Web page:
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By Flora Samuel, Professor at the School of Architecture, University of Reading

Flora Samuel talks to a local resident at a recent CCQOL Urban Room

Public participation in planning has clear social, environmental and economic benefits, but if it is to improve its inclusion and impact, the sector urgently needs a Code of Conduct. This is one of seven recommendations from Public participation in Planning in the UK, a groundbreaking review of research on participation, engagement and consultation in planning with a focus on the UK, with lessons applicable to other places.

This systematic review of the literature on public participation is a collaboration between the Arts and Humanities Research Council-funded Community Consultation for Quality of Life Project (CCQoL) and CACHE. It focuses on the UK since 2010, underlining the general lack of evidence on how public participation is practised, as well as delivering a series of recommendations for a policy and industry audience (below).

Subsequent phases of CCQoL will include recommendations for digital and face-to-face community consultation developed through experimental consultation spaces, called urban rooms, taking place in each of the four nations during the summer of 2022. The project is a collaboration with the Quality of Life Foundation, the digital platform Commonplace and Urban Symbiotics.

The review was guided by questions around how community consultation could:

  • be made more impactful and effective across the diverse policy contexts of the UK;
  • be made more representative and inclusive, including through e-participation
  • and form a long term project that fosters ongoing civic debate.

Below you will find seven key recommendations extracted from the longer report, published 29 April 2022:

  1. Establish a Code of Conduct/Practice

There needs to be a Code of Conduct/Practice for those involved in the public participation. Standards are particularly needed to ensure necessary levels of inclusion are achieved. This Code of Conduct needs to build on robust research knowledge of what works.

2. Make the process of determining planning applications more democratic

Currently communities have little or no say on the majority of planning decisions going through the planning system, particularly when delegated powers are used. Technical language, hostile settings and information imbalances all serve to increase public disenfranchisement. The planning appeal system itself originates from the post-war reconstruction era and is in need of review.

3. Leadership is needed to improve the democracy of planning.

Align participatory processes with governance frameworks Systems are needed to enable innovative participatory processes to feed into the planning process. Feedback loops need to be included in the participation process so the public can see where their input had impact. Real time digital maps could assist with this process.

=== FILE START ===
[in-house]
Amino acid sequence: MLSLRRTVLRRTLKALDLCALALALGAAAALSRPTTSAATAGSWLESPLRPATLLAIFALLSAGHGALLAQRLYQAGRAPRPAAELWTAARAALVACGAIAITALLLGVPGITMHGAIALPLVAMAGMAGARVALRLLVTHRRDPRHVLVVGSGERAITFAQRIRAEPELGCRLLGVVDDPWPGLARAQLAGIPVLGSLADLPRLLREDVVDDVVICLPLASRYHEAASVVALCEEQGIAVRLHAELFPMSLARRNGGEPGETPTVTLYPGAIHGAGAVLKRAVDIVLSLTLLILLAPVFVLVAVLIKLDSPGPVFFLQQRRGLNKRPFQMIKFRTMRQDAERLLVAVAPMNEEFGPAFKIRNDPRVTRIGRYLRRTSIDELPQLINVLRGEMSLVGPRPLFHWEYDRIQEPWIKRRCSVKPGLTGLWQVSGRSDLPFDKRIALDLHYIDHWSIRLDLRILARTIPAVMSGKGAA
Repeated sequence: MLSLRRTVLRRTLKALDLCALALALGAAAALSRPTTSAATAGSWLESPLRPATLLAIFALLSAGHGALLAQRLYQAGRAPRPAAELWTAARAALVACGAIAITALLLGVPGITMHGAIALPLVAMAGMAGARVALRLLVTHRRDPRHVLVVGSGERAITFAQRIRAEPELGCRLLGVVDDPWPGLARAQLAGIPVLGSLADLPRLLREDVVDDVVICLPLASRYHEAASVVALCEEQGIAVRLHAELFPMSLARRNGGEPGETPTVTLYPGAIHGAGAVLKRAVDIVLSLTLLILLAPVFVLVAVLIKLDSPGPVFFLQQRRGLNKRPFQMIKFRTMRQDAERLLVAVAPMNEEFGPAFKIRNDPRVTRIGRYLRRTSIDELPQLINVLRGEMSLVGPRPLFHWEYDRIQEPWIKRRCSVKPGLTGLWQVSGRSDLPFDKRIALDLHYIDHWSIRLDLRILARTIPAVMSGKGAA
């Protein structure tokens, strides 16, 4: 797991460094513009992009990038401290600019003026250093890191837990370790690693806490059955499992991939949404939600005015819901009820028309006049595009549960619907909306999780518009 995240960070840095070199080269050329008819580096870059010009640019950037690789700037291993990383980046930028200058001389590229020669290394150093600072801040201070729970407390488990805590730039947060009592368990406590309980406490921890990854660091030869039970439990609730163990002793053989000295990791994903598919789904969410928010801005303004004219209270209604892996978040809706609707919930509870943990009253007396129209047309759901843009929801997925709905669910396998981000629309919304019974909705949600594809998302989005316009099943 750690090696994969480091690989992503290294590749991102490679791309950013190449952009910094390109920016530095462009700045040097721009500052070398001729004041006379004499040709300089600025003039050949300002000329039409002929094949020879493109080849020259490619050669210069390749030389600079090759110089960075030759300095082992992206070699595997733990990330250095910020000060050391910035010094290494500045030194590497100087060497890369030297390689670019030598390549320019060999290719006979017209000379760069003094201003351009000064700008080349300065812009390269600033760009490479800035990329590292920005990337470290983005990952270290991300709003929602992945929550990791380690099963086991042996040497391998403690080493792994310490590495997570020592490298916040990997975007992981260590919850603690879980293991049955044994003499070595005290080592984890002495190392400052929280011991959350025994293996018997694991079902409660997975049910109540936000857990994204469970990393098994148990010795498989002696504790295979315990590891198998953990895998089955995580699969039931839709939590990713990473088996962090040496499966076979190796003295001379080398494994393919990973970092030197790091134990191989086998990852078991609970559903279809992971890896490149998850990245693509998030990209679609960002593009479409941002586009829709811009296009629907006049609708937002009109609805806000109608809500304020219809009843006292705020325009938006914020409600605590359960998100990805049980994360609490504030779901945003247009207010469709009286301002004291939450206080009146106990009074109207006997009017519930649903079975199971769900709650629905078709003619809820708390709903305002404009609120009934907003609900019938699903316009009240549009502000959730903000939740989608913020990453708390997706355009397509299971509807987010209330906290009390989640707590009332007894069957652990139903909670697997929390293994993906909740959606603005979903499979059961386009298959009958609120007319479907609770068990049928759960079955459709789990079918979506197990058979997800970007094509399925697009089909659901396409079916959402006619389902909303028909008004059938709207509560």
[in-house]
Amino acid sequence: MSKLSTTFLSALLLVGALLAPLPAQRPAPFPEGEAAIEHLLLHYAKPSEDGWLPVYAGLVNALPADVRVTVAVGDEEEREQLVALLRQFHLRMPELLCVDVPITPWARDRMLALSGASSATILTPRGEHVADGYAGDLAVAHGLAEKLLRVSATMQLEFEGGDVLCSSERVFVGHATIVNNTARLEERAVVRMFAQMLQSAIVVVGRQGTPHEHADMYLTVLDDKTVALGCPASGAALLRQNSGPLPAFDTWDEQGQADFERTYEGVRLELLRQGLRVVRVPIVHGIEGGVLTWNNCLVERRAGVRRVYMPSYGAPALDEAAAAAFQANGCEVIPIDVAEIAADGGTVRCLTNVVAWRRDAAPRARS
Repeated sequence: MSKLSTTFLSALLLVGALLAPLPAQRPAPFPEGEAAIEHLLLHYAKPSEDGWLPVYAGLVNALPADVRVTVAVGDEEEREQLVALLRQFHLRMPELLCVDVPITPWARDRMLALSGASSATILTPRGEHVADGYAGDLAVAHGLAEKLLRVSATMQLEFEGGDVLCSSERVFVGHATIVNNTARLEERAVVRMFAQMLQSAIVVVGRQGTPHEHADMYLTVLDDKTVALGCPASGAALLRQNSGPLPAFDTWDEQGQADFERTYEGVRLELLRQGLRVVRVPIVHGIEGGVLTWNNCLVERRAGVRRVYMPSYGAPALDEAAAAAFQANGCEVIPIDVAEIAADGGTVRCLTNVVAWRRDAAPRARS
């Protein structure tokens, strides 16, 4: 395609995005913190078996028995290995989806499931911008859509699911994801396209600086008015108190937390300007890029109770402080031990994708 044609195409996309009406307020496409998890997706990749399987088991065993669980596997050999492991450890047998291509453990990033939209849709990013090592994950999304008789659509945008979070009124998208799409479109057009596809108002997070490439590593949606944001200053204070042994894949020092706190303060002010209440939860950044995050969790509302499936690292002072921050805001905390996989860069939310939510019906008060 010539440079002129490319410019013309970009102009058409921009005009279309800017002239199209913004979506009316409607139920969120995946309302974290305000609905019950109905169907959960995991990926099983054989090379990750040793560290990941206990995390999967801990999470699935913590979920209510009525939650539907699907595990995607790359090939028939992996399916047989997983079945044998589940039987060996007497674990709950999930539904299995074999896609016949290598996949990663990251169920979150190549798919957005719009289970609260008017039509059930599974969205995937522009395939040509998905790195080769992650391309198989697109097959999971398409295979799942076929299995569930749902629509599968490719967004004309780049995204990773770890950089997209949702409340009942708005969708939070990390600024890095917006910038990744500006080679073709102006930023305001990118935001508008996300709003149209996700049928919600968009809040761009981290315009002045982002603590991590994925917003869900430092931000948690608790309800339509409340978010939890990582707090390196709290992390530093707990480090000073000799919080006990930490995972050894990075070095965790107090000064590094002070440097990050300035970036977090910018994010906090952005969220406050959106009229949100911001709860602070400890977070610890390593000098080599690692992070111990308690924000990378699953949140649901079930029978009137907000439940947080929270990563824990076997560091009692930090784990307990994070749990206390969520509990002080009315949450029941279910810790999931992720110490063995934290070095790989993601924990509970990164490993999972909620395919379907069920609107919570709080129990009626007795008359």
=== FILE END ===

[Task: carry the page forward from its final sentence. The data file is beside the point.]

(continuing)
4. Ensure equality of access to participatory processes

Current efforts in participation tend to favour privileged people and communities. Systems are needed that make participation easy and inclusive. Face to face and digital options are needed to help combat digital exclusion. All participatory processes need to be closely monitored in terms of equality and diversity. housingevidence.ac.uk

5. Improve the quality of participatory processes

This requires stewardship. Consultations need to be designed to make engagement as easy and attractive as possible. Consultation should happen regularly across the development process in the form of a constant feedback loop. A blend of tools must be used to access different types of communities, including young people. These should draw on best practice in face to face and digital participation. The limits of what can be changed through the participation exercise must be clearly stated so that expectations remain realistic.

6. Provide a joined-up approach to place based participation

It is important to recognise that each public consultation, even if intended to be discrete, builds on the communities’ experience of consultation in that area and should build on information gathered during previous exercises. An ongoing participation log is needed for every community to check that the loop has been closed on previous consultations, to build on existing knowledge, to reduce consultation fatigue and to check that every community has had adequate opportunity to shape the future of its place.

7. Improve access to knowledge and skills

Improved access to well designed and high quality information about places as well as skills in place making, planning and advocacy are needed to enable a diverse cross section of people to participate in planning. This involves improving data gathering on what works for people in the making of places that promote quality of life.

Building on the findings in this literature review CCQoL plans to publish a series of reports on consultation in each of the diverse planning contexts of the four UK nations early in 2023.

To read the full, click here: https://housingevidence.ac.uk/wp-content/uploads/2022/04/220406-Public-participation-in-planning-in-the-UK_v3.pdf